The course introduces the participants to a range of commonly useful tools relevant to educational technology. ET-Tools Lab course will help students in understanding tools useful for creating online learning content, online assessment, using visualization, analyzing data, etc. The tools selected in this course are practically useful to address various teaching-learning functions. Broadly the following categories are to be covered. The course format will consist of a lecture demo of select tools, and the students performing an assignment using the same.

  1. Introduction to various types of Education Technology tools.
  2. Content Authoring Tools: Raptivity, Articulate
  3. Assessment Tools: Hot Potato,
  4. Concept Mapping Tools: e.g. CMAP, MindMap, Compendium
  5. Visualization Tools: e.g. R, Highcharts
  6. Analytics Tools: e.g. SPSS, R-language, CAQDAS
  7. Learning Management System: e.g. Moodle, Sakai
  8. Educational Data Mining: e.g. Weka, Rapidminer, KNIME
  9. MOOC: e.g. EdX
  10. Collaboration Tools: e.g. Wiki
  11. Tutoring system development. e.g. CTAT, ASPIRE
  12. Animation tools. E.g. Flash, Gimp
  13. Others: Camstudio for the screencast, image editing, audio editing (audacity), video management, etc
  1. Introduction to creating game lets for education
    1. Introduction to programming in AgentCubes
    2. Introduction to the project first strategy
    3. Links to computational thinking
  2. Zone of Proximal Development and Flow relating to gameplay
    1. Skills vs. Challenges
    2. Project-First vs. Principles First
    3. Role of instruction and scaffolding
  3. Theory behind creating engaging games
  4. Learning through Microworlds, Construction SetSimulations
    1. Electronic Field Hockey example
    2. Pinball construction set, Minecraft vs. Second-life
  5. Computational Thinking Patterns and relation to computational Thinking
  6. Forward design
    1. Starting with gameplay and adding educational components later
    2. Evaluating forward design games
  7. Backwards design
    1. Starting with representational systems and adding gameplay
    2. Evaluating backward design games
  8. Creating and experimenting on representational systems in a variety of disciplines:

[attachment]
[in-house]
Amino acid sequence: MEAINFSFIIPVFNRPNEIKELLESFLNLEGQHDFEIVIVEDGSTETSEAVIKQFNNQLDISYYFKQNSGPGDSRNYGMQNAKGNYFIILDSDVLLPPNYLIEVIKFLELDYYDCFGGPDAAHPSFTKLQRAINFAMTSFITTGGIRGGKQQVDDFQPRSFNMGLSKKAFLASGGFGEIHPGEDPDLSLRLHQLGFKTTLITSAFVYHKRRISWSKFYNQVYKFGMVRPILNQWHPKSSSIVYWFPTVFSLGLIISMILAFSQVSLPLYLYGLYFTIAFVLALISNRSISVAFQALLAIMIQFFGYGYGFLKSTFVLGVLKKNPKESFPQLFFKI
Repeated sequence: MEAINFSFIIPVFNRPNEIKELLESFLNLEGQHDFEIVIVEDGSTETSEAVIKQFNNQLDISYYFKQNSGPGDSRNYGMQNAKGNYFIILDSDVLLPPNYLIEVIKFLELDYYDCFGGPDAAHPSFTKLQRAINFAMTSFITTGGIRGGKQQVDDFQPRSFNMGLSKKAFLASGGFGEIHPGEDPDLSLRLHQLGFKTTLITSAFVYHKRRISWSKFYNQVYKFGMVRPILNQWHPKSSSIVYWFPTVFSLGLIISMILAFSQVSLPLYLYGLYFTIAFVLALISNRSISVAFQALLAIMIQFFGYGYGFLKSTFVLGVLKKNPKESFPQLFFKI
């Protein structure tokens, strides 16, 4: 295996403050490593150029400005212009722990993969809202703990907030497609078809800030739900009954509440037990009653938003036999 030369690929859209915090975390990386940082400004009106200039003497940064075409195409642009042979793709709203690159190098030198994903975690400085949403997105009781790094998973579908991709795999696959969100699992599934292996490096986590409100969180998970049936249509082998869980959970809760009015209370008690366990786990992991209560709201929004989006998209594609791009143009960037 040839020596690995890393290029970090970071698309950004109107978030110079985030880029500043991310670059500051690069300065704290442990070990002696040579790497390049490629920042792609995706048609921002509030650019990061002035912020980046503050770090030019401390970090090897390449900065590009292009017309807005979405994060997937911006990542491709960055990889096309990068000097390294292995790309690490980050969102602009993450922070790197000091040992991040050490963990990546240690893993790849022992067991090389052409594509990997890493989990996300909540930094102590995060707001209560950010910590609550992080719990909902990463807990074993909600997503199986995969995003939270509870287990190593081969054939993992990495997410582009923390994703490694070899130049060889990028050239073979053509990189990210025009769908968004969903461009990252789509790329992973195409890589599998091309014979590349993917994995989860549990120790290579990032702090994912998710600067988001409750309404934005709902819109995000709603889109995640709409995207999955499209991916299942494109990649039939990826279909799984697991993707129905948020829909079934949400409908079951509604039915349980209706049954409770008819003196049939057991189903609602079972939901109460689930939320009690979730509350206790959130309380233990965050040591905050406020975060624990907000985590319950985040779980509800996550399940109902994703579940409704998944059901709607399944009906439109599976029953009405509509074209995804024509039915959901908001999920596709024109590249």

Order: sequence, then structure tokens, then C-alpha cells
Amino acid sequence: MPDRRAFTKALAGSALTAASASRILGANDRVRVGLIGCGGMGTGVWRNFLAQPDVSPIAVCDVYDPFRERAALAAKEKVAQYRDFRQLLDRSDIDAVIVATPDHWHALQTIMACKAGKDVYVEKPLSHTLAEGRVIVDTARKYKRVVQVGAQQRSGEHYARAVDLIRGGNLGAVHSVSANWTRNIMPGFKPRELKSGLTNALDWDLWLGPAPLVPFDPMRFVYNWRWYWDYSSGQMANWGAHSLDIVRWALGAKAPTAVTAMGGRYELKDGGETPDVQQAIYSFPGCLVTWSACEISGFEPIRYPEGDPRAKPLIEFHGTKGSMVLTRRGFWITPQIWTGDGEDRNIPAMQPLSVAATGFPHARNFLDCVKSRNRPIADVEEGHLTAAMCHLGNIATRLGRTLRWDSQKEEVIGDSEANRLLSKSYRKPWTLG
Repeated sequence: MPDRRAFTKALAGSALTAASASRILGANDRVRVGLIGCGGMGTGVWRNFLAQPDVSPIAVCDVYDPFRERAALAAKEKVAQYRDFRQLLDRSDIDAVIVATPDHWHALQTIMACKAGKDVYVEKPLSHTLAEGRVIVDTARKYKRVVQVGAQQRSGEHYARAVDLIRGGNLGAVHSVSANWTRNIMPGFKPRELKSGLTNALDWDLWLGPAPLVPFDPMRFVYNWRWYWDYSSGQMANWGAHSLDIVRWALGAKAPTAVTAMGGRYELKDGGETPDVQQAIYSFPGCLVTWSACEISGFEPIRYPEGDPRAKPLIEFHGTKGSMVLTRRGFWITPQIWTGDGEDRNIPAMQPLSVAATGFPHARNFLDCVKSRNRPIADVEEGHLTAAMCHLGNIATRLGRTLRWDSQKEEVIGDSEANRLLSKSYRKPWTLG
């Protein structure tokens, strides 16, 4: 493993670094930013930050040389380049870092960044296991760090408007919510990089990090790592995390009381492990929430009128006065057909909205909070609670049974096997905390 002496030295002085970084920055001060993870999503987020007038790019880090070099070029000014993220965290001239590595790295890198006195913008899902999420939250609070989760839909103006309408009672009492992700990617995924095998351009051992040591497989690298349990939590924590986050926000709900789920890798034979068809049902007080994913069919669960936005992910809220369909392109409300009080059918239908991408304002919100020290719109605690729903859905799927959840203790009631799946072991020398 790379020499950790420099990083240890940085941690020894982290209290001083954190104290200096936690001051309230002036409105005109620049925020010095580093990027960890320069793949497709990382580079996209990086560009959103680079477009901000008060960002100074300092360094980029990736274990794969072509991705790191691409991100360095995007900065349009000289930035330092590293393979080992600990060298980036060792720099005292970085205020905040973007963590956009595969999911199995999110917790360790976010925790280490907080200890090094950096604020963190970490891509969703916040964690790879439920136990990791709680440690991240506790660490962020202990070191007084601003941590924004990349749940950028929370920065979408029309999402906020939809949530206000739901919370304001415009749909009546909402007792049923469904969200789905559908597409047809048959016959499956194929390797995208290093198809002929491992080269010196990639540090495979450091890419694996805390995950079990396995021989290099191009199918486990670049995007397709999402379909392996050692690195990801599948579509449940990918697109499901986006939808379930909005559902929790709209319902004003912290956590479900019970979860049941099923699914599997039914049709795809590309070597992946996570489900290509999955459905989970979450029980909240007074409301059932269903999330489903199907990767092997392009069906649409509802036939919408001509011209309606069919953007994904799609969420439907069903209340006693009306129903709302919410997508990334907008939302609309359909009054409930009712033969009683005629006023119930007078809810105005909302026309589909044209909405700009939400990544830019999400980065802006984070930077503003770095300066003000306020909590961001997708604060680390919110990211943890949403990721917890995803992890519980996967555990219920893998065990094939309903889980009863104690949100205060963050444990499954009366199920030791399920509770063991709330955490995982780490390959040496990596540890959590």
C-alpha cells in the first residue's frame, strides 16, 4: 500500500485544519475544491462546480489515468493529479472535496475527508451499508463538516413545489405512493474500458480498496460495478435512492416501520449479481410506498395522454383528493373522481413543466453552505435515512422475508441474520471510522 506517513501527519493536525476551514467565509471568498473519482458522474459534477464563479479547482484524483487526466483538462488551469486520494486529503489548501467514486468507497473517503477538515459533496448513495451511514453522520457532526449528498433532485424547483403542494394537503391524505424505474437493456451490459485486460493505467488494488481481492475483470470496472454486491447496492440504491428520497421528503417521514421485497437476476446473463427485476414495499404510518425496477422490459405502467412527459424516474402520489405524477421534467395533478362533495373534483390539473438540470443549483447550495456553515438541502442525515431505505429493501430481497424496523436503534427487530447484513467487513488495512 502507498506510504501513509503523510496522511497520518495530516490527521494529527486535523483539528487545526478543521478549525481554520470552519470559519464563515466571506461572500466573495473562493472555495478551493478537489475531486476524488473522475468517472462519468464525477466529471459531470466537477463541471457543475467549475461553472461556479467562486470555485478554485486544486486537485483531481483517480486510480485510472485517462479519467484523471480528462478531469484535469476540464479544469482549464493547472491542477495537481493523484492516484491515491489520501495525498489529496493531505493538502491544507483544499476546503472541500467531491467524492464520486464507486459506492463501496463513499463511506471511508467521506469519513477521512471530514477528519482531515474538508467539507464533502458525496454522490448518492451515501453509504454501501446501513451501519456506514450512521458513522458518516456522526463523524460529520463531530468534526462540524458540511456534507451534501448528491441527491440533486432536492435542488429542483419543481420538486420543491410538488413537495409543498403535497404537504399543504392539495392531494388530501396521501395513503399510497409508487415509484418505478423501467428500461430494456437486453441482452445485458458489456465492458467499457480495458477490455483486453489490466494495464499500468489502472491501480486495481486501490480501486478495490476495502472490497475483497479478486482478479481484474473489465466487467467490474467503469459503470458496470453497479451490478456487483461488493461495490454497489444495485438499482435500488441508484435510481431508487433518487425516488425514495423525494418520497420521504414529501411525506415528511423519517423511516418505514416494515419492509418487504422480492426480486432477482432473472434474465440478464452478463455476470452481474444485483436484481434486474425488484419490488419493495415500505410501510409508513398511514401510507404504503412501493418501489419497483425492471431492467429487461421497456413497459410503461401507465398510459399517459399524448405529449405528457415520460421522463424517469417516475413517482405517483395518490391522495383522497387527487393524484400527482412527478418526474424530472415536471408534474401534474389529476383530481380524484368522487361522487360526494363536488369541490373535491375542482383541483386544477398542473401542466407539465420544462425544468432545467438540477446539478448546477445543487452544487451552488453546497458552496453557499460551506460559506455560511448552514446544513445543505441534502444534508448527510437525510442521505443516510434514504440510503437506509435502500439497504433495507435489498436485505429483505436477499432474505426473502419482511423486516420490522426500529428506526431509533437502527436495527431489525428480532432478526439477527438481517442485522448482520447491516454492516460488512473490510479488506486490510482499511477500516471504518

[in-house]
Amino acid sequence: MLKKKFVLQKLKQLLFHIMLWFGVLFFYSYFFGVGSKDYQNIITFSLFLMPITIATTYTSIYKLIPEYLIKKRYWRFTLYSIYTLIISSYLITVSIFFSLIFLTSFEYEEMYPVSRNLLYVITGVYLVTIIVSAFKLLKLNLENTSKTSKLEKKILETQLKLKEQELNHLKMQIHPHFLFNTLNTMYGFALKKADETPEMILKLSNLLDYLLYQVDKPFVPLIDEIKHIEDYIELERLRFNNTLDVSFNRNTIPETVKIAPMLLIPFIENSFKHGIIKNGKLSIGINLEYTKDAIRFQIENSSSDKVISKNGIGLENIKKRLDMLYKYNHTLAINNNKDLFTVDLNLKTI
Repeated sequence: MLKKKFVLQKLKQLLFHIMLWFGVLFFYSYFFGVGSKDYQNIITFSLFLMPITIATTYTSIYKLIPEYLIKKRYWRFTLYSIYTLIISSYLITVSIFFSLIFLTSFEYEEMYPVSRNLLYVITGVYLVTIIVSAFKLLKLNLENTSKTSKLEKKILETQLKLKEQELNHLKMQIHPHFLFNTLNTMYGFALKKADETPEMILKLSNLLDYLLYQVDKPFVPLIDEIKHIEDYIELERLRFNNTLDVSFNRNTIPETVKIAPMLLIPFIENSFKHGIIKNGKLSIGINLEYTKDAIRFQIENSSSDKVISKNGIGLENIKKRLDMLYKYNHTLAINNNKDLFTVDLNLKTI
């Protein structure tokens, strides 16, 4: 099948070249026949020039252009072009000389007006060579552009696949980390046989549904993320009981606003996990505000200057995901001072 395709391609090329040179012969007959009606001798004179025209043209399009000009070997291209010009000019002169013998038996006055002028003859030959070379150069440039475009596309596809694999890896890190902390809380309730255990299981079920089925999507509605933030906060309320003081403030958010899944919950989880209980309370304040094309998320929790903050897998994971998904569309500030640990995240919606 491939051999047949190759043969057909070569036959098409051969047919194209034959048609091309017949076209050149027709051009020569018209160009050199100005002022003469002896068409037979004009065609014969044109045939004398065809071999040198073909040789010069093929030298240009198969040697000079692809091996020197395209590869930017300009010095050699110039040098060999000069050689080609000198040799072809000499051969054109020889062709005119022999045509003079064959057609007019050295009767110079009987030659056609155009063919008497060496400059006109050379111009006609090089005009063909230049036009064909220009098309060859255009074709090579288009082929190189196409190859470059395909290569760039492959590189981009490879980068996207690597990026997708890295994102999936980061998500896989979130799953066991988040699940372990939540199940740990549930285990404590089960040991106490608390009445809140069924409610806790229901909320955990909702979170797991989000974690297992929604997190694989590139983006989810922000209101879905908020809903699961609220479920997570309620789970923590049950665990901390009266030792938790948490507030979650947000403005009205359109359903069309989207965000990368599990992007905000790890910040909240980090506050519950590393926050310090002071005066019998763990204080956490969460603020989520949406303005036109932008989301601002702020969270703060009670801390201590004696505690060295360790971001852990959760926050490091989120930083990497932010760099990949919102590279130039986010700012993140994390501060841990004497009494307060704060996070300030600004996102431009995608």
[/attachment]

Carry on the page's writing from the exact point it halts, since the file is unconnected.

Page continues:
1. Game theory
    2. Life Science
    3. Geology
    4. Statistics
    5. Others according to class
  9. Playtesting and iterative game design
    1. Principles of running a good playtesting study
    2. Important details to notice in a playtest study
  10. Combination design for game creation
    1. Using playtesting to recalibrate between educational and game engagement
  1. Discipline-based education research
  2. Conceptual understanding
  3. Problem-solving
  4. Metacognition and self-regulation
  5. Learning and transfer
  6. Disposition and the affective domain
  7. Instructional strategies and assessments
  8. Future directions and current research topics
  1. Introduction to learning analytics, and benefits for stakeholders such as learners, teachers, department heads, course designers.
  2. R language as the base for carrying out most of the practical/hands-on work in the course.
  3. Relationship mining models and techniques.
  4. Predictive methods
  5. Text analytics basics
  6. Social network analysis and methods for education.
  7. Clustering mechanisms; factor analysis Data preprocessing and preparation; dimensionality control
  8. Visualisation tools for education (learning curves, learnograms, heatmaps.)
  9. Designing of smarter curriculum
  10. Behaviour detection and model assignment Techniques such as performance factor analysis, Q-matrices, knowledge spaces.
  11. Privacy and ethics concerns
  1. Learning as a science
  2. Contemporary theories of learning such as cognitive apprenticeship, situated learning, productive failure
  3. Case-based reasoning, project-based learning and problem-based learning
  4. Scaffolding and metacognition
  5. Formative assessment
  6. Conceptual change
  7. New trends in technology-enhanced learning such as tangible, full-body and embodied interfaces, video games and virtual worlds
  8. Computer-supported Collaborative learning including knowledge building, argumentation
  9. Mobile and seamless learning

This course is intended to be a primer for students interested in education research. It is designed to provide them with the statistical knowledge that they need to understand research in this field and design their own experiments. In keeping with this goal, we will emphasize/de-emphasize topics according to the requirements of the educational technology domain requirements. We will use an open-source software package(e.g., R ) for lab assignments. The list of topics to be covered is given below.

  1. Frequency Distribution and graphing
  2. Measures of central tendency
  3. Sampling and probability
  4. Confidence intervals and error bars
  5. Hypothesis Testing
  6. Chi-square distribution
  7. T-tests and ANOVA
  8. Power and sample size
  9. Correlation and simple linear regression
  10. Introduction to advanced regression concepts


In the lab component, students will work with datasets related to education and apply the concepts discussed that week. They will work with software such as R or equivalent such as PSPP or SPSS.


  1. Understand the factors that govern the interaction between human and computer for the purposes of learning a concept, content, skill, or practice
  2. Introduction to HCI methods
  3. Introduction to the learner-centered design approach and its usefulness for developing tools and technology for scaffolding the learning process